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China, India stock markets — brothers in development but not twins

July 6, 2009

A lot of comparisons are made between China and India but there are myriad differences between the two developing nations — some wide, some not so wide. It would be a huge mistake to believe the two markets and economies are developing along similar lines, or indeed, behaving in the same way, particularly the financial markets.

Chart 1


Take the respective stock markets. The first chart shows the last decade of both India’s benchmark SENSEX stock index and China’s Shanghai Composite. One thing that is immediately evident is that the Composite outperformed India by a long way in the run-up to the very overblown highs. In fact, using 2005 as a starting point it put on a staggering 380 percent while the SENSEX managed 225 percent over the same period.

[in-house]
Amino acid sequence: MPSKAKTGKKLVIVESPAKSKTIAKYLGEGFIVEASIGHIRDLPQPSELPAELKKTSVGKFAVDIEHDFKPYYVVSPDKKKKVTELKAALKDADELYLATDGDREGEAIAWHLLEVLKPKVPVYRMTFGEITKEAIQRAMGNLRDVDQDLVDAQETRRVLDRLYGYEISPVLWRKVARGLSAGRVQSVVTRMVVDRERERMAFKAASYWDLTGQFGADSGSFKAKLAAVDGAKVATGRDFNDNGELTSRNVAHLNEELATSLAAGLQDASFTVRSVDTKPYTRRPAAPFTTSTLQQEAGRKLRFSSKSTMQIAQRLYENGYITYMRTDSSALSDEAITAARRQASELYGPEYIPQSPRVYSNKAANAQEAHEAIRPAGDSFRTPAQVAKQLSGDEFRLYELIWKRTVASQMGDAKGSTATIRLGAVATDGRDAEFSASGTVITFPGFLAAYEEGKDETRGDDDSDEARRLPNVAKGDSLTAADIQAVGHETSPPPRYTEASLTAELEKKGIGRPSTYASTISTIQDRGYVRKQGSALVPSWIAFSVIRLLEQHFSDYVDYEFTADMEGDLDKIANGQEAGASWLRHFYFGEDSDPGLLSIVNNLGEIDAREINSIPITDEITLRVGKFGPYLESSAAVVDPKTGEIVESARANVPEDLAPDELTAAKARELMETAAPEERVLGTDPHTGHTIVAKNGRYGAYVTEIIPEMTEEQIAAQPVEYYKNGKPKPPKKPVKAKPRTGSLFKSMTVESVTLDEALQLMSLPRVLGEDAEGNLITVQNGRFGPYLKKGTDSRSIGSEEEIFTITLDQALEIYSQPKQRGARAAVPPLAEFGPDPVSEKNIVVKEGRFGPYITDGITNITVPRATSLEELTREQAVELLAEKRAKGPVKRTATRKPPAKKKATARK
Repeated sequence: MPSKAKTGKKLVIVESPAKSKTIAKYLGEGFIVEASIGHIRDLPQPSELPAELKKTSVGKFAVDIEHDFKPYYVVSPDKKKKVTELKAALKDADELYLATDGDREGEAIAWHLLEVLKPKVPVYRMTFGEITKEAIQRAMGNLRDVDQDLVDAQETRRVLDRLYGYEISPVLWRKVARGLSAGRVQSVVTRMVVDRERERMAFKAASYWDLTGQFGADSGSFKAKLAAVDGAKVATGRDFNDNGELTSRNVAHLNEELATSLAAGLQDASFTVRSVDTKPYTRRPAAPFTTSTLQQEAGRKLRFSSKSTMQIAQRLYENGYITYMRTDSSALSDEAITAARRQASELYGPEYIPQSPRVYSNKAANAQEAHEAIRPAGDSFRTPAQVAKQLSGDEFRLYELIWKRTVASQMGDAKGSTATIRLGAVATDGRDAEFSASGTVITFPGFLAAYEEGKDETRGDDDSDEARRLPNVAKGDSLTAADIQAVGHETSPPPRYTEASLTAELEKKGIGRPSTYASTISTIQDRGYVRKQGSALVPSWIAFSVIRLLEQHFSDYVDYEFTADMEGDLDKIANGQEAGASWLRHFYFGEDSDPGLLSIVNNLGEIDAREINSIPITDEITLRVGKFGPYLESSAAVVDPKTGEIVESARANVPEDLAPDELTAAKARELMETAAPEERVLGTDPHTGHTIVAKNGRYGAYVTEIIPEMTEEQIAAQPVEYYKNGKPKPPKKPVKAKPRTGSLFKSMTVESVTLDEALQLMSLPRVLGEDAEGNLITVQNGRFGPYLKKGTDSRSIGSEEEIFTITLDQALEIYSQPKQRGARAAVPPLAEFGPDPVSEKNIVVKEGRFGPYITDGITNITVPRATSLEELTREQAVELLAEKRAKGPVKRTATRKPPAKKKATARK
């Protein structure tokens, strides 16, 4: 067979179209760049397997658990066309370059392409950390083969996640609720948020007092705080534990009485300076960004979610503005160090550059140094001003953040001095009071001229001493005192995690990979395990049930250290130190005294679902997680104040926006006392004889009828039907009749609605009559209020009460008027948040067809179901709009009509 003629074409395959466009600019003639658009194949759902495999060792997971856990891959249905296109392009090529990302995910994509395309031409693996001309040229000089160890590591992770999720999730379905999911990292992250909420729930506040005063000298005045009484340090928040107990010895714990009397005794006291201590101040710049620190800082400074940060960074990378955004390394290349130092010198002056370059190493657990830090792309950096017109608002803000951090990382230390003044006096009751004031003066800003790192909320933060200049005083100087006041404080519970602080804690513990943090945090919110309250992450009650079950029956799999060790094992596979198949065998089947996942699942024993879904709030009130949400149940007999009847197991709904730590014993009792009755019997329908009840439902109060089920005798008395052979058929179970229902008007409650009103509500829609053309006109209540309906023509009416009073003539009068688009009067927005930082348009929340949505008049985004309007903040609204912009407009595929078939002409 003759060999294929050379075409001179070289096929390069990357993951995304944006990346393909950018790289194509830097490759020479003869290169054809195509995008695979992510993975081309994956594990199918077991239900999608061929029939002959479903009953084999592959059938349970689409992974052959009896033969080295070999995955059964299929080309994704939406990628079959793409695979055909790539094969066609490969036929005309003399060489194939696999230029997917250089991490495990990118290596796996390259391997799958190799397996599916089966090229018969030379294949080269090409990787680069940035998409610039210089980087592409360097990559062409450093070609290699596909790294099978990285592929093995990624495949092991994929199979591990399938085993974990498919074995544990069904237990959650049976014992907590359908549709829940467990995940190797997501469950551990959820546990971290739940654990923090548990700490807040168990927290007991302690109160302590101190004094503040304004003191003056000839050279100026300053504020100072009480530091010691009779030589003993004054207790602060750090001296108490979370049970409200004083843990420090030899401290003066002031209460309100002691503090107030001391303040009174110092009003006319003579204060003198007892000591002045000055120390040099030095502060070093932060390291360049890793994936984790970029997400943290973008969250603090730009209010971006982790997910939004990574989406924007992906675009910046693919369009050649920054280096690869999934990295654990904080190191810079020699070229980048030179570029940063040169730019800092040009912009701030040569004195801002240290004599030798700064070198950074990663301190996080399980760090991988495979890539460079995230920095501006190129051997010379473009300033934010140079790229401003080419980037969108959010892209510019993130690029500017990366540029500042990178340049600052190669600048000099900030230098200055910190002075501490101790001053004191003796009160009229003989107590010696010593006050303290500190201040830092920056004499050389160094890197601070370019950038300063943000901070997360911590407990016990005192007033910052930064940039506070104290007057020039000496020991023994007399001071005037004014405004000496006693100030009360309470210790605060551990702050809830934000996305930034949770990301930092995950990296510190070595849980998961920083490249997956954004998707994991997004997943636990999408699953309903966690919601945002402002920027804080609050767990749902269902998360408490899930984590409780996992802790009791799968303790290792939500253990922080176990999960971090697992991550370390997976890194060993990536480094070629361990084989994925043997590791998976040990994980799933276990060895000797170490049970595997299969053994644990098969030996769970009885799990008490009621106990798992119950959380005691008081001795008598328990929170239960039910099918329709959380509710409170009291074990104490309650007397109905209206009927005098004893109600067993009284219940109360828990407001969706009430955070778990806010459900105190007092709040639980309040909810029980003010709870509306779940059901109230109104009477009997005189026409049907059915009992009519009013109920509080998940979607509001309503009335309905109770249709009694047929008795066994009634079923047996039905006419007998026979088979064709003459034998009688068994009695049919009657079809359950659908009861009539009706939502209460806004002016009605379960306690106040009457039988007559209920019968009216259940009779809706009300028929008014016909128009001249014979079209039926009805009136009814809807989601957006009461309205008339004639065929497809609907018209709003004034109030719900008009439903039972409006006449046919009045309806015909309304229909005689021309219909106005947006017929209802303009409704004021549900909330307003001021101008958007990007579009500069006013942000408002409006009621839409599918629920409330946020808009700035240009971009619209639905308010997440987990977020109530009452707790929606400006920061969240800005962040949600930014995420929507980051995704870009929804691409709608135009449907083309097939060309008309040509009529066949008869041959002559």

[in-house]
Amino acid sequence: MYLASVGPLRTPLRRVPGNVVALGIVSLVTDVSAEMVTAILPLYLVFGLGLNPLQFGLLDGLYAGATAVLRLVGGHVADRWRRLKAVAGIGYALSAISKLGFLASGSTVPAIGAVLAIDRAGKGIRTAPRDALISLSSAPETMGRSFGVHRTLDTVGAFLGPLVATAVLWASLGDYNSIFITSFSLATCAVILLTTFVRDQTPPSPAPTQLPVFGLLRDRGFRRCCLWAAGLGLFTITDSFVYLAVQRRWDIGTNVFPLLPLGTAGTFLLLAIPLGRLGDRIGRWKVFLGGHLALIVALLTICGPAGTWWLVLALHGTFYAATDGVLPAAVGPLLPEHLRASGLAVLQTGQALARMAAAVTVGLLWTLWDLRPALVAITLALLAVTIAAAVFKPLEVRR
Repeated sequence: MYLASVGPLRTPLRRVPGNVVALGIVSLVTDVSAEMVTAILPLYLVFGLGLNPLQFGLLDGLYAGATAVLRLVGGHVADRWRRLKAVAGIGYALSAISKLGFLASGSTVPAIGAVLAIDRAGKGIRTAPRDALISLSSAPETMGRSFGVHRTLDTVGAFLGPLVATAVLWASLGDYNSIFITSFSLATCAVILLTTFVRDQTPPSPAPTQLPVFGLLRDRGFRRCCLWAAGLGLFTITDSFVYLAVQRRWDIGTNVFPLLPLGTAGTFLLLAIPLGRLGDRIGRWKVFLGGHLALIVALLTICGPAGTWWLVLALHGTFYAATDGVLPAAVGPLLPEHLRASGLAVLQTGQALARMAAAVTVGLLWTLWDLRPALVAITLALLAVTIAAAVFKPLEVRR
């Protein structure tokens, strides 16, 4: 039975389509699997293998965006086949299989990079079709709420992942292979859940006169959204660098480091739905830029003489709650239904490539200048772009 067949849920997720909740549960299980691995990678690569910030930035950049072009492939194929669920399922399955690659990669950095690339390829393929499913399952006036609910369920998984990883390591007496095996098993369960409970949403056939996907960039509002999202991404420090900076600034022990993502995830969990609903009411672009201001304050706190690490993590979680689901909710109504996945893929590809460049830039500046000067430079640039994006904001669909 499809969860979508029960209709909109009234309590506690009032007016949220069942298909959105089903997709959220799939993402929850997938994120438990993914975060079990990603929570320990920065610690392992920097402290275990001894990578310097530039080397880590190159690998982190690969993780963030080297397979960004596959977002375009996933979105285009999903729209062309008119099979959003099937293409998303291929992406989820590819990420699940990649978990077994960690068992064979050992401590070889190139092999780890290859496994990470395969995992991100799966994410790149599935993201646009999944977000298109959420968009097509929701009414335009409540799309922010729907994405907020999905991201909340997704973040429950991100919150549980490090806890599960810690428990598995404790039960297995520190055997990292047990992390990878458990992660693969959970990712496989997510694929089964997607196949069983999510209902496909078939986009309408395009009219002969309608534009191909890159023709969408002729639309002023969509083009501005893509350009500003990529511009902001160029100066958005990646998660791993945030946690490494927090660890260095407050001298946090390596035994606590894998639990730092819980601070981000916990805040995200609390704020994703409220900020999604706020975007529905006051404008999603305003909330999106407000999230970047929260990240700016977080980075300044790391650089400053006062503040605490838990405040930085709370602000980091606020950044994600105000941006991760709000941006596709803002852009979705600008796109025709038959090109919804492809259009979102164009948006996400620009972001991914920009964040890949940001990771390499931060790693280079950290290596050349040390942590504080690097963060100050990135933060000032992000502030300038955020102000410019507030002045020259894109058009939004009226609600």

When the crunch came, the fall was as dramatic as the rally and both markets collapsed with the Composite dropping to a low 73 percent off the peak and the SENSEX 64 percent.

In terms of investment $100 invested in both markets in 2005 before the respective rallies got underway would today be worth $242 (China) and $228 (India) respectively, not a huge amount of difference between the two in terms of overall performance over the period.

If you look at that return on an annualized basis, it comes in at around 35 percent a year which is an excellent return on capital and long-term investors in either market should have no complaints.

It also compares with Wall Street where the Standard & Poor’s 500 index is actually around 20 percent lower over the same period and the Dow Jones around 15 percent down.

Chart 2


The second chart shows the recovery since the lows with the rally in the Composite looking smooth and constant while the SENSEX rally is noisy and intermittent, not least because of that huge price gap which happened after the Indian election when the ruling Congress Party won a much bigger majority than anyone had expected.

This huge jump reflects one of the fundamental differences between the two markets and that is uncertainty over policy.